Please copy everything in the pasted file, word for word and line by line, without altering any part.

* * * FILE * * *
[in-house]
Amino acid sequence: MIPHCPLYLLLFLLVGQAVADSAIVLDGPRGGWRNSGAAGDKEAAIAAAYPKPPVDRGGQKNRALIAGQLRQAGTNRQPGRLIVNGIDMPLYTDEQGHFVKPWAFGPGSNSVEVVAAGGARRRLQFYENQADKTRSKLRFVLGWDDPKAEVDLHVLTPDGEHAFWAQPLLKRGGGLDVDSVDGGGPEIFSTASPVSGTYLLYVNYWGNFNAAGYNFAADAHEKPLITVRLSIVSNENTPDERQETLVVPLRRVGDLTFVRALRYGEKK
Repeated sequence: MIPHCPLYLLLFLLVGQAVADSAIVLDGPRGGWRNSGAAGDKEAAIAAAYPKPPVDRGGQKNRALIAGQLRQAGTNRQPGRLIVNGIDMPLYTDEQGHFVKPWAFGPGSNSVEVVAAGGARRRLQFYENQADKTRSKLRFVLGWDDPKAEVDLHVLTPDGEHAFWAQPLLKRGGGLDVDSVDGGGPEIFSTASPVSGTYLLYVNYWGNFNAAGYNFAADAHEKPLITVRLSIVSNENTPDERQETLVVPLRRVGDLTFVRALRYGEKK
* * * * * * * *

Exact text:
[in-house]
Amino acid sequence: MIPHCPLYLLLFLLVGQAVADSAIVLDGPRGGWRNSGAAGDKEAAIAAAYPKPPVDRGGQKNRALIAGQLRQAGTNRQPGRLIVNGIDMPLYTDEQGHFVKPWAFGPGSNSVEVVAAGGARRRLQFYENQADKTRSKLRFVLGWDDPKAEVDLHVLTPDGEHAFWAQPLLKRGGGLDVDSVDGGGPEIFSTASPVSGTYLLYVNYWGNFNAAGYNFAADAHEKPLITVRLSIVSNENTPDERQETLVVPLRRVGDLTFVRALRYGEKK
Repeated sequence: MIPHCPLYLLLFLLVGQAVADSAIVLDGPRGGWRNSGAAGDKEAAIAAAYPKPPVDRGGQKNRALIAGQLRQAGTNRQPGRLIVNGIDMPLYTDEQGHFVKPWAFGPGSNSVEVVAAGGARRRLQFYENQADKTRSKLRFVLGWDDPKAEVDLHVLTPDGEHAFWAQPLLKRGGGLDVDSVDGGGPEIFSTASPVSGTYLLYVNYWGNFNAAGYNFAADAHEKPLITVRLSIVSNENTPDERQETLVVPLRRVGDLTFVRALRYGEKK